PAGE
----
I’ve been reflecting on how much progress we’ve made towards reducing our debt in the past several months, and why we’ve been so much more successful this time in reducing our credit card debt. I’ve come up with some attitude and behavior shifts that have really helped it work this time. Here are ten relatively small changes that anyone can make that can add up to a huge difference.
1. Be Accountable: Having this blog keeps me accountable, as I blog about the details of money that goes to debt, savings, and gets spent. You don’t have to be accountable to the world on a blog, it could be your spouse, a family member, or a trusted friend. Before I started the blog I used my spouse as my primary sounding board and that was working well too.
2. Have a Plan: Trying to accomplish any goal without an idea of how to get there is setting yourself up for failure. Make a plan to get out of debt. Figure out how much a month you can pay towards debt, and have a list of your priorities in regards to payoff. Which debt are you paying off first? How much over your minimums are you committing to paying, no matter what?
3. Snowflake: Snowballs are great but to build up momentum to a snowball, start with snowflakes. You can read my primer on what is snowflaking here. Basically, commit any extra money to debt, and squeeze extra money out of any place you can find it. You could use coupons and apply the difference to debt, take surveys online, pick up a short-term extra job, collect the change from in your couch cushions – there are dozens and dozens of possibilities to find a few extra dollars through reducing expenses or increasing income. The key is – they must immediately go towards paying down debt. Online bill pay can greatly facilitate this.
4. Make Smart Choices: A lot of life is choice. It may not be obvious, but when you choose to buy something you don’t need vs paying that money to debt, you’re making a choice that whatever that is you are buying is more important to you than reducing your debt. We all need a little bit of “want” in our lives, even when we’re buried in debt, but make sure you have chosen the “wants” that truly enhance your quality of life. And pay the rest to debt.
5. Increase Your Income, but Don’t Increase Your Lifestyle: Try and find ways to increase your income. They could be big ways like taking on a part time job, or small ways like decreasing your tax withholding on your paycheck if you generally get a refund. But do not increase your lifestyle accordingly – all of the increase in available money must go to debt. Once you’re dependent on that money for everyday expenses it is no longer an increase and is now part of your necessary income.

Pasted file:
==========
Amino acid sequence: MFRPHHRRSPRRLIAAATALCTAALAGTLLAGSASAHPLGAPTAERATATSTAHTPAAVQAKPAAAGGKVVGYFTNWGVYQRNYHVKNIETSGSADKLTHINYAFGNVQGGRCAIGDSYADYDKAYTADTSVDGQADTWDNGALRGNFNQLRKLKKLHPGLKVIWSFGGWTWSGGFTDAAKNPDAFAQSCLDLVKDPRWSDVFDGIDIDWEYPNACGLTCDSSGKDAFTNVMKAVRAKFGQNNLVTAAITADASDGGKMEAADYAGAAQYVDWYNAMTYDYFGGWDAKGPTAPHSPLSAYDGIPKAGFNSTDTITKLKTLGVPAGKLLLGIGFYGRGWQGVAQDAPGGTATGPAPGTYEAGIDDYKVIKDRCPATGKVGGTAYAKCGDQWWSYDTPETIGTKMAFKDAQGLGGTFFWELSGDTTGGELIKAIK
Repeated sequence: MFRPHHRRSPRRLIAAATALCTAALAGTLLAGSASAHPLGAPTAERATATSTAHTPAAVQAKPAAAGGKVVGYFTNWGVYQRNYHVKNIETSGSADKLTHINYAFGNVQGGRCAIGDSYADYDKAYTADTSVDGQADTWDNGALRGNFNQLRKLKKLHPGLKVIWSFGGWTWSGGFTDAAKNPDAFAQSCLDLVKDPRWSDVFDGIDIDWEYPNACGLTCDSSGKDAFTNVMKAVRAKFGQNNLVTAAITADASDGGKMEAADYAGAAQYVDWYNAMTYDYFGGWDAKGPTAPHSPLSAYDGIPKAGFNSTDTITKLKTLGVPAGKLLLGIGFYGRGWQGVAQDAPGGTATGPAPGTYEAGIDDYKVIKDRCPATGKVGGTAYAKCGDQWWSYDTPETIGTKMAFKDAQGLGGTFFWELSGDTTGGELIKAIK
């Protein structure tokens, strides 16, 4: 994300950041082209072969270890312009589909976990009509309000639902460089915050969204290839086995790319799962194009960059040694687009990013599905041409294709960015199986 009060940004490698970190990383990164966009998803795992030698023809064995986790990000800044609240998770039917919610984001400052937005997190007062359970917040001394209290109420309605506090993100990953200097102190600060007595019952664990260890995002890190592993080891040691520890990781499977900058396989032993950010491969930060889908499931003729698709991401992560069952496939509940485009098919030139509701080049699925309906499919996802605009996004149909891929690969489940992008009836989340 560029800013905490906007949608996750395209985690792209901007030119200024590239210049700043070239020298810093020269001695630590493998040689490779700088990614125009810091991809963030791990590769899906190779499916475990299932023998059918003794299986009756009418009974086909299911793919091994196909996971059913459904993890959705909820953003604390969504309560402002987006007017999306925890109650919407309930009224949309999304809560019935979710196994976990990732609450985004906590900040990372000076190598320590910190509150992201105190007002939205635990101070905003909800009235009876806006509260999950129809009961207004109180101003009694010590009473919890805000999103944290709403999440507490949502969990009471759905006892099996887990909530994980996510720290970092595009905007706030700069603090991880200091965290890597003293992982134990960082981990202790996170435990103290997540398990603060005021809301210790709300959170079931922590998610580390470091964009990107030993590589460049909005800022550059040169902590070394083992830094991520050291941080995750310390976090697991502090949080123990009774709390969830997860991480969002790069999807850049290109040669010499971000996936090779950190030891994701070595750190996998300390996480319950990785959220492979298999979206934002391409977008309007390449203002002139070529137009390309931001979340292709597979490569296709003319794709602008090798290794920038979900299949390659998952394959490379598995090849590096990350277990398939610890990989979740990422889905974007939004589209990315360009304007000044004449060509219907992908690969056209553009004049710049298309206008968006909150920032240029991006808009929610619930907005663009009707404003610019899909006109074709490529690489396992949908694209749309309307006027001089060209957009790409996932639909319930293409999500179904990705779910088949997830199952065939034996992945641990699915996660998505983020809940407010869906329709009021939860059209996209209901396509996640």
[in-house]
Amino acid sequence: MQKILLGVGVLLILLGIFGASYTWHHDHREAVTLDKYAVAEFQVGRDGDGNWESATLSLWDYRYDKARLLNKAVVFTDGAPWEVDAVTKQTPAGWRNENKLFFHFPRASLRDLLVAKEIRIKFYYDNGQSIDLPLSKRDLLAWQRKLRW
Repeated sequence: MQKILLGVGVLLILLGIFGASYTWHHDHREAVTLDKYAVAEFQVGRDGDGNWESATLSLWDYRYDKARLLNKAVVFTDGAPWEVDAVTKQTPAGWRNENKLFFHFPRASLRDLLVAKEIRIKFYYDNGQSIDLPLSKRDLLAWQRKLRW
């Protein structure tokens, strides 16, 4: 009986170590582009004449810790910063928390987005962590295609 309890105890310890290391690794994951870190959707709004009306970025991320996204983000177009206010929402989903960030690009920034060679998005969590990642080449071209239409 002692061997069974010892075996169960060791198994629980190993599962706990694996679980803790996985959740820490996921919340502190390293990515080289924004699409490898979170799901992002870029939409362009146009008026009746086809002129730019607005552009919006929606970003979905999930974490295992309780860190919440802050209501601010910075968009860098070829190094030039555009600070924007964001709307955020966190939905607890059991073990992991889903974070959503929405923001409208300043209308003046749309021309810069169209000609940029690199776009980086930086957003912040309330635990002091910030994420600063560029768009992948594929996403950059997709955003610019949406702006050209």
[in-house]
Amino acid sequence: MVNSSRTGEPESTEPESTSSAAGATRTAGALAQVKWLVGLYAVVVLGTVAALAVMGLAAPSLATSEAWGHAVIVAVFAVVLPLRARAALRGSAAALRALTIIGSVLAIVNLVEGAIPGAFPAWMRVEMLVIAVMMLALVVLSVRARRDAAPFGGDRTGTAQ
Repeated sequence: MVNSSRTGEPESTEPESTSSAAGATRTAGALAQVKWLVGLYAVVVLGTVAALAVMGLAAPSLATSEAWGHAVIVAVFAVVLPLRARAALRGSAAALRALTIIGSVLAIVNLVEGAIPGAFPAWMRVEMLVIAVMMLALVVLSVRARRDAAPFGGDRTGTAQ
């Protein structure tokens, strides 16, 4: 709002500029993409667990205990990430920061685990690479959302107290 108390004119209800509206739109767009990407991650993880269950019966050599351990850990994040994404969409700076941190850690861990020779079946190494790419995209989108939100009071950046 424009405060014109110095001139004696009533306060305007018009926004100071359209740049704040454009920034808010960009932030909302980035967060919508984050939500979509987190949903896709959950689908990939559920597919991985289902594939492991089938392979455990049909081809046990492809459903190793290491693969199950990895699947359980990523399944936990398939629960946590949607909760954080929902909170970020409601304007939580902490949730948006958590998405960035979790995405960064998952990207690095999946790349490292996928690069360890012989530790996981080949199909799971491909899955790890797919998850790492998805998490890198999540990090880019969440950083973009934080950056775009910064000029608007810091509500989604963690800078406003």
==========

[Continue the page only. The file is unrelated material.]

6. Slow and Steady, but Take Advantage of Opportunities Too: I truly believe being consistent and slow and steady payments is a key to debt reduction. Commit to an amount to pay to debt per month, and don’t compromise on it unless absolutely necessary. But take advantage of opportunities. If you get a windfall, large or small, pay it to debt. All of it if you can make yourself do so, but at least a large portion of it. A bonus at work, a cash present from a relative, any unexpected money can go to debt.
7. Abandon ‘All or Nothing’: Sometimes if we realize we can’t meet our goal, we abandon the effort altogether. It doesn’t have to be that way. Some is better than none. If you can’t put everything you planned towards debt one month, just do the best you can and keep going. It is better to hit part of a goal than none at all.
8. Substitute: When appropriate, see if there is a less expensive alternative to whatever you are buying without sacrificing quality. The simplest place to do this is in the grocery store – many store brands are very similar to name brands in quality and taste, they just differ in price. Calculate your savings, and send that money to your debt in a snowflake.
9. Don’t Be Afraid To Ask: There are many discounts available if only you ask. From an additional markdown on a slightly damaged piece of merchandise, to a discount to bring a price lower than the competitor’s, be assertive. Ask. that’s the only way you can take advantage of any hidden markdowns that might be available to you. Again, this money saved is now available to go directly to debt.
10. Budget: Last but not at all least, use a budget as a tool for debt reduction. A budget can help you clarify what your priorities are. A budget should be a flexible tool that adapts to your life, but helps you really understand what your life’s priorities are as well. Knowing your income, expenses, and available money for debt reduction can really jumpstart your debt reduction process. you may be able to make a lot more progress than you think!
I hope you’ve found at least a little inspiration in this list, and please add your own tip in the comments if you have a secret to your success!